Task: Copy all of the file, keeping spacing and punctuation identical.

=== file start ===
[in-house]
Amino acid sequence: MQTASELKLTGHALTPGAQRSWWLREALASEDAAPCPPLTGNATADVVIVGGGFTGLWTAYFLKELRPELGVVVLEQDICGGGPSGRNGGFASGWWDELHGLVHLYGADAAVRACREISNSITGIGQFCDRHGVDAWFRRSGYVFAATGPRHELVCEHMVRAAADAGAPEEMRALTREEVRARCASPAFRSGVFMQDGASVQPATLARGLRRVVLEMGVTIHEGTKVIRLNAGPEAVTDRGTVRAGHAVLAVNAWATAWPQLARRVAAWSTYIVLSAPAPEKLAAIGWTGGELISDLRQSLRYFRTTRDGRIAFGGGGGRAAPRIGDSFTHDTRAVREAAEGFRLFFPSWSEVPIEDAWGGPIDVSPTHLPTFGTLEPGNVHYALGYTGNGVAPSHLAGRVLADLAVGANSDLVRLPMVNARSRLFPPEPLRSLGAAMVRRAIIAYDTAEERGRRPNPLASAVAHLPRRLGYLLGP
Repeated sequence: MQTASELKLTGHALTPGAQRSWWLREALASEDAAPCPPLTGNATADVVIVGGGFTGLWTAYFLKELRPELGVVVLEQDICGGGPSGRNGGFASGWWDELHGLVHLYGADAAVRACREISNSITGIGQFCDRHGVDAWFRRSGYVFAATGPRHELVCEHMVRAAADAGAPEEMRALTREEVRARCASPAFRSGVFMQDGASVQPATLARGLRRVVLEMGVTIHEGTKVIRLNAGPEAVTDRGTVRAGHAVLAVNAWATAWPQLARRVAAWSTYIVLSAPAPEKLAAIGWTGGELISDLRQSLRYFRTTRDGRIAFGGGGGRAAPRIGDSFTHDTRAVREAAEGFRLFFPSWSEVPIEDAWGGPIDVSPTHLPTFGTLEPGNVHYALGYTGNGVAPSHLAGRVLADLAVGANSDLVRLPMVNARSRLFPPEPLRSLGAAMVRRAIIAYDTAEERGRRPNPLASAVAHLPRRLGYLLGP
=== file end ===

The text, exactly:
[in-house]
Amino acid sequence: MQTASELKLTGHALTPGAQRSWWLREALASEDAAPCPPLTGNATADVVIVGGGFTGLWTAYFLKELRPELGVVVLEQDICGGGPSGRNGGFASGWWDELHGLVHLYGADAAVRACREISNSITGIGQFCDRHGVDAWFRRSGYVFAATGPRHELVCEHMVRAAADAGAPEEMRALTREEVRARCASPAFRSGVFMQDGASVQPATLARGLRRVVLEMGVTIHEGTKVIRLNAGPEAVTDRGTVRAGHAVLAVNAWATAWPQLARRVAAWSTYIVLSAPAPEKLAAIGWTGGELISDLRQSLRYFRTTRDGRIAFGGGGGRAAPRIGDSFTHDTRAVREAAEGFRLFFPSWSEVPIEDAWGGPIDVSPTHLPTFGTLEPGNVHYALGYTGNGVAPSHLAGRVLADLAVGANSDLVRLPMVNARSRLFPPEPLRSLGAAMVRRAIIAYDTAEERGRRPNPLASAVAHLPRRLGYLLGP
Repeated sequence: MQTASELKLTGHALTPGAQRSWWLREALASEDAAPCPPLTGNATADVVIVGGGFTGLWTAYFLKELRPELGVVVLEQDICGGGPSGRNGGFASGWWDELHGLVHLYGADAAVRACREISNSITGIGQFCDRHGVDAWFRRSGYVFAATGPRHELVCEHMVRAAADAGAPEEMRALTREEVRARCASPAFRSGVFMQDGASVQPATLARGLRRVVLEMGVTIHEGTKVIRLNAGPEAVTDRGTVRAGHAVLAVNAWATAWPQLARRVAAWSTYIVLSAPAPEKLAAIGWTGGELISDLRQSLRYFRTTRDGRIAFGGGGGRAAPRIGDSFTHDTRAVREAAEGFRLFFPSWSEVPIEDAWGGPIDVSPTHLPTFGTLEPGNVHYALGYTGNGVAPSHLAGRVLADLAVGANSDLVRLPMVNARSRLFPPEPLRSLGAAMVRRAIIAYDTAEERGRRPNPLASAVAHLPRRLGYLLGP